The year that is drawing towards its close, has been filled with the blessings of fruitful fields and healthful skies. To these bounties, which are so constantly enjoyed that we are prone to forget the source from which they come, others have been added, which are of so extraordinary a nature that they cannot fail to penetrate and soften even the heart which is habitually insensible to the ever watchful providence of Almighty God. In the midst of a civil war of unequaled magnitude and severity. . . . . Needful diversions of wealth and of strength from the fields of peaceful industry to the national defence, have not arrested the plough, the shuttle or the ship; the axe has enlarged the borders of our settlements, and the mines, as well of iron and coal as of the precious metals, have yielded even more abundantly than heretofore. Population has steadily increased . . . No human counsel hath devised nor hath any mortal hand worked out these great things. They are the gracious gifts of the Most High God, who, while dealing with us in anger for our sins, hath nevertheless remembered mercy. It has seemed to me fit and proper that they should be solemnly, reverently and gratefully acknowledged as with one heart and one voice by the whole American People. I do therefore invite my fellow citizens in every part of the United States, and also those who are at sea and those who are sojourning in foreign lands, to set apart and observe the last Thursday of November next, as a day of Thanksgiving and Praise to our beneficent Father who dwelleth in the Heavens. And I recommend to them that while offering up the ascriptions justly due to Him for such singular deliverances and blessings, they do also, with humble penitence for our national perverseness and disobedience, commend to His tender care all those who have become widows, orphans, mourners or sufferers in the lamentable civil strife in which we are unavoidably engaged, and fervently implore the interposition of the Almighty Hand to heal the wounds of the nation and to restore it as soon as may be consistent with the Divine purposes to the full enjoyment of peace, harmony, tranquility and Union.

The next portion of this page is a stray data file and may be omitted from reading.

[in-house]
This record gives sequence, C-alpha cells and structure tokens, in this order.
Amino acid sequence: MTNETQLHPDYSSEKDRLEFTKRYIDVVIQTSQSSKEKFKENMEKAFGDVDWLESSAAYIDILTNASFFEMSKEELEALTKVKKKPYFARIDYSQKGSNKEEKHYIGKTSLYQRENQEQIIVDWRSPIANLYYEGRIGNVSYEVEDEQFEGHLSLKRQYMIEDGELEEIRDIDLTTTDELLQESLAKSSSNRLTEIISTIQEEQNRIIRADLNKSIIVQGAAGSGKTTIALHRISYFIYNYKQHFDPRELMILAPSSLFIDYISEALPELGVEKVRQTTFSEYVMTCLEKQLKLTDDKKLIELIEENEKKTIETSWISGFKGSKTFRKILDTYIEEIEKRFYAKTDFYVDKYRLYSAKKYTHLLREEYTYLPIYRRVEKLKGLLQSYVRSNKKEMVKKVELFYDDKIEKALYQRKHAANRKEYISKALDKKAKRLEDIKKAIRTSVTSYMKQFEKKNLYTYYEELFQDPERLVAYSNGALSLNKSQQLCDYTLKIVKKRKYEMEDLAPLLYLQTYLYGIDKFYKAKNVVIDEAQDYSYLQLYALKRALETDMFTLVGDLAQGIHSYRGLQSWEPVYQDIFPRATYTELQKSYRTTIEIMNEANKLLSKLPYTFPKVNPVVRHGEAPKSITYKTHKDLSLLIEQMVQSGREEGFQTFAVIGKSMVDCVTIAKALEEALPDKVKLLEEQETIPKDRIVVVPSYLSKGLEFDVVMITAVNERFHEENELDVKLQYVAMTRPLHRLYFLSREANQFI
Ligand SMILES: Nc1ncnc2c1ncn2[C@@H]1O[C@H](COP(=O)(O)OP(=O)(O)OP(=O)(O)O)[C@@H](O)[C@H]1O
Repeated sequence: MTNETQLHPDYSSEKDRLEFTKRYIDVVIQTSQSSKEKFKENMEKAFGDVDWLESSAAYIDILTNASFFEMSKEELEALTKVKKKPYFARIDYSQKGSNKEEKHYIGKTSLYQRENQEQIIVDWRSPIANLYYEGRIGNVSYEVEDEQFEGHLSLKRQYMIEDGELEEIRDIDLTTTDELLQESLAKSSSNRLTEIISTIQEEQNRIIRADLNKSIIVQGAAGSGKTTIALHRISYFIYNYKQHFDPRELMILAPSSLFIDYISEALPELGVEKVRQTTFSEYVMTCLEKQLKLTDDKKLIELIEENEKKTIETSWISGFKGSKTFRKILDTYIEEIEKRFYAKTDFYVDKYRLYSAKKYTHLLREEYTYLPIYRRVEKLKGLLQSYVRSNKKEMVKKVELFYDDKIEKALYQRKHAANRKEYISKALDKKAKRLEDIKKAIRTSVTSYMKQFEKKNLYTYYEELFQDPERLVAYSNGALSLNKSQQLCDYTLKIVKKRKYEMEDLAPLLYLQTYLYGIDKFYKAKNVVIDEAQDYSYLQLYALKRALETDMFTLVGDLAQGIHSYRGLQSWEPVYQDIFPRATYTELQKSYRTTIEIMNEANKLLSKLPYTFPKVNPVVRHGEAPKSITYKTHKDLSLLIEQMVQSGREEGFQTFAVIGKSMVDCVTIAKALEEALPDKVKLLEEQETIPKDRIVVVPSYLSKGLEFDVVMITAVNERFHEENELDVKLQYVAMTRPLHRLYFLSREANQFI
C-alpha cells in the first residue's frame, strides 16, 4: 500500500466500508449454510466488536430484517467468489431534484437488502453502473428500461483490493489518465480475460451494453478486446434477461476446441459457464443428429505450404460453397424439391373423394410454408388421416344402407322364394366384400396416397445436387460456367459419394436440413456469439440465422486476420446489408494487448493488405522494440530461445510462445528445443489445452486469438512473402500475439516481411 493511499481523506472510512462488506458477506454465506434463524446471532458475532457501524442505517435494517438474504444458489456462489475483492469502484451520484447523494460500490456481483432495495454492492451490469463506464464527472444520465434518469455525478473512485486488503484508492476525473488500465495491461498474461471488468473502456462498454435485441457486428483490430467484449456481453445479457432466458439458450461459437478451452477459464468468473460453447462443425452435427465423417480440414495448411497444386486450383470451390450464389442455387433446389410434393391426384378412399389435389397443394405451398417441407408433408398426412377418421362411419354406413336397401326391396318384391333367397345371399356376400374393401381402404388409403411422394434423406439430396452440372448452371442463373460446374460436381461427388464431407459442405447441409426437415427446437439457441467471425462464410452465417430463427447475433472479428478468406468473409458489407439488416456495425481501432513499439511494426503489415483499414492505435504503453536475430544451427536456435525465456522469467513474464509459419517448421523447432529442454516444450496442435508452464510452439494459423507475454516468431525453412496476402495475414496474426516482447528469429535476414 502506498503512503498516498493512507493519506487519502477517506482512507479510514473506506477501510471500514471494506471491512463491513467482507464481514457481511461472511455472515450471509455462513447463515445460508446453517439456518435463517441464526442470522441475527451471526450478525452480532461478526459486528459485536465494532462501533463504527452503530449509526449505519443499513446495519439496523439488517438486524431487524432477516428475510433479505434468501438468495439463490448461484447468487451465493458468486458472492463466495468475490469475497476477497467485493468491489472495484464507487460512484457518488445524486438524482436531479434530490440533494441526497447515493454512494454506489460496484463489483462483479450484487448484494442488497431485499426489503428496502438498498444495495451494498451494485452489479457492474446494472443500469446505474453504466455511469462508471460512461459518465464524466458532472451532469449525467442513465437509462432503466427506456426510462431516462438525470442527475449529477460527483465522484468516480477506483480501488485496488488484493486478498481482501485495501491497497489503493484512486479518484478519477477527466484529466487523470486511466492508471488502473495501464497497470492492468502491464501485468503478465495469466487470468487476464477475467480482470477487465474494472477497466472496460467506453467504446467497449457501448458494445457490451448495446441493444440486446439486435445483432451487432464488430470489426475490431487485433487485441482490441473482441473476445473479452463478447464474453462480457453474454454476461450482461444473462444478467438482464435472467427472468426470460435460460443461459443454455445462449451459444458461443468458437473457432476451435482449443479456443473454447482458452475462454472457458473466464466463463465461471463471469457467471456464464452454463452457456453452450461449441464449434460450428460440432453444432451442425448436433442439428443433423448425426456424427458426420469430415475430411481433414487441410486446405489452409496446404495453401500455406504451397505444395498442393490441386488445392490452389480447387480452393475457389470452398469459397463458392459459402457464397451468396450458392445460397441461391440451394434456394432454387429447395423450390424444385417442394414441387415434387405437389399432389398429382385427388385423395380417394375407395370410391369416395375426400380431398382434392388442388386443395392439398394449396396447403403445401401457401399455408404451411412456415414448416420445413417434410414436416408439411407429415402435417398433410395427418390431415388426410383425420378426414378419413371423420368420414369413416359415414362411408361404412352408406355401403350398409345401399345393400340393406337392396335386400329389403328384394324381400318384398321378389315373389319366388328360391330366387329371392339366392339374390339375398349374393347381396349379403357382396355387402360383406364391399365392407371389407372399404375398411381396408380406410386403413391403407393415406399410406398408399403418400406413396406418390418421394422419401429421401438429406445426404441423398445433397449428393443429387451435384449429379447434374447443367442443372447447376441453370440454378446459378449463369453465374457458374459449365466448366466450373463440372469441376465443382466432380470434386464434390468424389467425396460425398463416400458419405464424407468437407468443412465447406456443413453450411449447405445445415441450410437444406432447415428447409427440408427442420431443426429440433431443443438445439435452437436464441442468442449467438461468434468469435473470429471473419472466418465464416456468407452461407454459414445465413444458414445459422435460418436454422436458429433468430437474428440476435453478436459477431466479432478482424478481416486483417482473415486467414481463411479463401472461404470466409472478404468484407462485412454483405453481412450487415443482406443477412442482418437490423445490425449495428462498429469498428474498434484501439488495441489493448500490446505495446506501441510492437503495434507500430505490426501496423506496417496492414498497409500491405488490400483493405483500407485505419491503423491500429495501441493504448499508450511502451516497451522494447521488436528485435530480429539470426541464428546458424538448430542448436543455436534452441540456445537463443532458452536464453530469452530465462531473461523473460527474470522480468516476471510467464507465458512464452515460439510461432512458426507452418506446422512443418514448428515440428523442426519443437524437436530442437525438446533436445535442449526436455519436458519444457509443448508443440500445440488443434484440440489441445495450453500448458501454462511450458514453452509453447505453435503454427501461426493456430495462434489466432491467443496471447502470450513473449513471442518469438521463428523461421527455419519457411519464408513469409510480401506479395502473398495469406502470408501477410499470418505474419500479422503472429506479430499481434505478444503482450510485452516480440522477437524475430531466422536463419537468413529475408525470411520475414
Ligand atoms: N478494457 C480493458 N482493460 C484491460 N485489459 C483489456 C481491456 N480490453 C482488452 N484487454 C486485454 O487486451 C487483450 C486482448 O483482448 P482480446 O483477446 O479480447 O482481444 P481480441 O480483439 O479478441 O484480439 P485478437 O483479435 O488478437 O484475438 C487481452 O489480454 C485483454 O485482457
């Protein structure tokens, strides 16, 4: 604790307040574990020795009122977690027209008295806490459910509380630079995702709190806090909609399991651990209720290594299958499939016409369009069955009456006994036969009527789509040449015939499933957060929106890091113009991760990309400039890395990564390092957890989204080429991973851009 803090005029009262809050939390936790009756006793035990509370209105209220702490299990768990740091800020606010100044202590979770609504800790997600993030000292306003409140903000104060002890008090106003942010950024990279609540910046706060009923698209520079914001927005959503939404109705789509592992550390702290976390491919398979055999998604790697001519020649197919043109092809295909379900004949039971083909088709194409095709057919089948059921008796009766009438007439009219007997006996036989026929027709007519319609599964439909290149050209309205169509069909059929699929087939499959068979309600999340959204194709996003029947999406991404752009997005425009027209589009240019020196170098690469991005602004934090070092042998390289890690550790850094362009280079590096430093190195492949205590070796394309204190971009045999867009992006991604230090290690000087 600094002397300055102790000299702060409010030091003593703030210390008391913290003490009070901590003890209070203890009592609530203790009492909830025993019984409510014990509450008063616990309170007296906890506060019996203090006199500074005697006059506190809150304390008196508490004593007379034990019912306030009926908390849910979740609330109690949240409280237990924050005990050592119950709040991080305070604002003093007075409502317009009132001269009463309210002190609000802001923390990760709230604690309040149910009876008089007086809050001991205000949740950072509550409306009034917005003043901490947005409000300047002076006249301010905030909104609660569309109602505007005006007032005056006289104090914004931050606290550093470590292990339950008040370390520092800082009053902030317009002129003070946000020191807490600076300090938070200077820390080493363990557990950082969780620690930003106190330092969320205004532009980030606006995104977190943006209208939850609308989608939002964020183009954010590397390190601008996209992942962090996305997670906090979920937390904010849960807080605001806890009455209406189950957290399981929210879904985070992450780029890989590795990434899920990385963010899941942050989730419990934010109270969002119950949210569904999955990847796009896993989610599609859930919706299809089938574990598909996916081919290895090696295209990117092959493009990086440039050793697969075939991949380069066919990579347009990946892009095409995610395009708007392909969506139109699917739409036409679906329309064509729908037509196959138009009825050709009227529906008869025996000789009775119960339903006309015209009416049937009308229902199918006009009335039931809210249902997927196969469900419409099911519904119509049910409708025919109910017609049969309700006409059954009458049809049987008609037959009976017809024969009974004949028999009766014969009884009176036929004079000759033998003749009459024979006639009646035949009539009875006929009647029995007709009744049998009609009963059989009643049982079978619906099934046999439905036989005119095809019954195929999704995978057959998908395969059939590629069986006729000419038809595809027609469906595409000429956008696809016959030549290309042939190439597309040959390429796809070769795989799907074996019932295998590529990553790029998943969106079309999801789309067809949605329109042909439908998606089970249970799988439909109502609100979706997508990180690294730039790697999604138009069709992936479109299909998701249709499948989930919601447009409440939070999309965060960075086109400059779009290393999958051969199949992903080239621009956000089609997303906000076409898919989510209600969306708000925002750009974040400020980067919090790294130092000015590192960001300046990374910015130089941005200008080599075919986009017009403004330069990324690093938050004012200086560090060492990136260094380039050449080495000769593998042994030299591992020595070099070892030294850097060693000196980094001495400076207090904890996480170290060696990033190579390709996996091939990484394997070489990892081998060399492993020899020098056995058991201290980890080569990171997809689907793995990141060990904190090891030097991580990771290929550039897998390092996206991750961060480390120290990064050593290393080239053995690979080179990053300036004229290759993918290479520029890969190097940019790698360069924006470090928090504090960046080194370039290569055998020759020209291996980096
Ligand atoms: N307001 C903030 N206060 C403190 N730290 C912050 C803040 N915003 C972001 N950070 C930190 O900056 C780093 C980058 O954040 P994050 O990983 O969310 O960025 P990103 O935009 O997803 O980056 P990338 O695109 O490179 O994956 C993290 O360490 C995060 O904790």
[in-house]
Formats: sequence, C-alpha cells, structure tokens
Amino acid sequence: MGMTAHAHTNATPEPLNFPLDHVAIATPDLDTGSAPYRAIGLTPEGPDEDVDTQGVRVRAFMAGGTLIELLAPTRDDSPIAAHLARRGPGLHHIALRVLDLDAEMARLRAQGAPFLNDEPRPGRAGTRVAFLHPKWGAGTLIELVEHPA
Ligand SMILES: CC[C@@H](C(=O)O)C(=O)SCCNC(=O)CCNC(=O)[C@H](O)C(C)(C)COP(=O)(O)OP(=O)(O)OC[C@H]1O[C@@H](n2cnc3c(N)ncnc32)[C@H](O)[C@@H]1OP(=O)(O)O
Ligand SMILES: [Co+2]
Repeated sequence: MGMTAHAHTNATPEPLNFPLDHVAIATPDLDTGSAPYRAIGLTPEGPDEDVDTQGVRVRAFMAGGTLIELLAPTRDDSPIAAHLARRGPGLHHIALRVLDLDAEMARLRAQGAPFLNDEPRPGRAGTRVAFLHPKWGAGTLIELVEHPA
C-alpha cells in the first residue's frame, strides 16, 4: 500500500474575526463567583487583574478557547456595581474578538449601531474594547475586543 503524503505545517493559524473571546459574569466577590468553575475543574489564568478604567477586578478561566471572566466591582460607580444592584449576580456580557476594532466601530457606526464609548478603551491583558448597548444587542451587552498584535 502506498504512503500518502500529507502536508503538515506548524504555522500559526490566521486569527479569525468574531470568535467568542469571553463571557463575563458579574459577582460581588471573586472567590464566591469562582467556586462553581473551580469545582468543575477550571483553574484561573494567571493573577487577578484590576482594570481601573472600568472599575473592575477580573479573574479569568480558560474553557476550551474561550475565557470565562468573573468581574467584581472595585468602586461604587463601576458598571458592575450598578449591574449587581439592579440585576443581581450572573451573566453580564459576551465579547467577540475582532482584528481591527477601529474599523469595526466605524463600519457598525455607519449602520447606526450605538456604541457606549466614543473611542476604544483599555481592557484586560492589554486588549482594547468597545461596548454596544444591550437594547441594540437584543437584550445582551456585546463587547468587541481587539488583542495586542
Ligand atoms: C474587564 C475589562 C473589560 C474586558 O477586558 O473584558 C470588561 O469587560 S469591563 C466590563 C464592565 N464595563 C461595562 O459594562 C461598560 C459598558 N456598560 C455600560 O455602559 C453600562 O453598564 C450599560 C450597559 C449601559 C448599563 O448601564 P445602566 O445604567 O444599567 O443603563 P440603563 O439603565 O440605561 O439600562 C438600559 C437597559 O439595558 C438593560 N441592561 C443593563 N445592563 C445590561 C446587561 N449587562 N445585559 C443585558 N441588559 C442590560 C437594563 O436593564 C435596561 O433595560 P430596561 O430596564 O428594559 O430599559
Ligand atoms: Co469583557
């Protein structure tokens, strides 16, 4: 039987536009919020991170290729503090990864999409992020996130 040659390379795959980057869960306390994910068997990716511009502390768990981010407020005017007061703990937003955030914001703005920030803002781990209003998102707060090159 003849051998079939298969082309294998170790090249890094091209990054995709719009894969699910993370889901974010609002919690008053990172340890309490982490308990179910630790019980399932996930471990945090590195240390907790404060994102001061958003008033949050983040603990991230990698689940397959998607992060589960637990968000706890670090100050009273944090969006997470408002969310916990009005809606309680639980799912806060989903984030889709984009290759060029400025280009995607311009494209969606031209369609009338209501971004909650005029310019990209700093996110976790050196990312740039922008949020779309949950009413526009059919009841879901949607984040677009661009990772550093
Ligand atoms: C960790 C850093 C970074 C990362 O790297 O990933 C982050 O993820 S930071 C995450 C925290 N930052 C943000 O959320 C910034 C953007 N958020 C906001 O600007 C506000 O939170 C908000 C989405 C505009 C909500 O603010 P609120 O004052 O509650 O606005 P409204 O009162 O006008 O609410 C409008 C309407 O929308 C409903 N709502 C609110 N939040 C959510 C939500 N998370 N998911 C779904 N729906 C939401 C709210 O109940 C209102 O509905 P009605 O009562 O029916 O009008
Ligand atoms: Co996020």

It’s really quite extraordinary. In a time of unparalleled division, when brother fought brother, Lincoln called for gratitude to God and for the healing of the wounds of the Nation. In the midst of a war that was tearing our nation apart, we are to be thankful to God. So in the midst of time, we are to continue thanks to God for all we have received.
We mouth those words but how is it that we show we believe them, really believe them? We Americans have this mistaken gospel of self-reliance when we are beholden to what we have received from others: parents, grandparents, community, even government. We don’t live in an atomistic world. We live in an intertwined one. Look at how the credit crunch here has affected other markets and how the problems in other markets have affected us. Just as the pandemic has been global, our recovery will be global.
The voice of God in Ezekiel says: I will feed them with justice. Justice includes how we spend our money as well as how we share our resources. Think about all the ways we spend our money and where we shop. Beyond not buying items made by slave labor from China, do the stores you shop in have just labor practices? Do they hire the disabled? These are all justice issues. I know, it’s a real pain to figure this stuff out, but God demands that we go through a bit more here and there to reflect God’s vision of justice for the world.
Okay, so here are some proposals: First, let’s pool our information on consumer justice issues, and share them not just with ourselves but with the world on our website. Second: each of us finds something we don’t need or haven’t used for a long time and we bring it to the Calico Cat for people who really need our unused items.
Sounds like a little but it’s really a lot. It’s also part of what we should do. The second part is to respond to the innumerable opportunities through changes in politics and policy. God’s people have the promise of being fed with justice. Let us be instruments of that promise.
Let us pray: Make us instruments of your peace and of your justice. In the name of him who was the instrument of both, even Christ Jesus our Lord. Amen.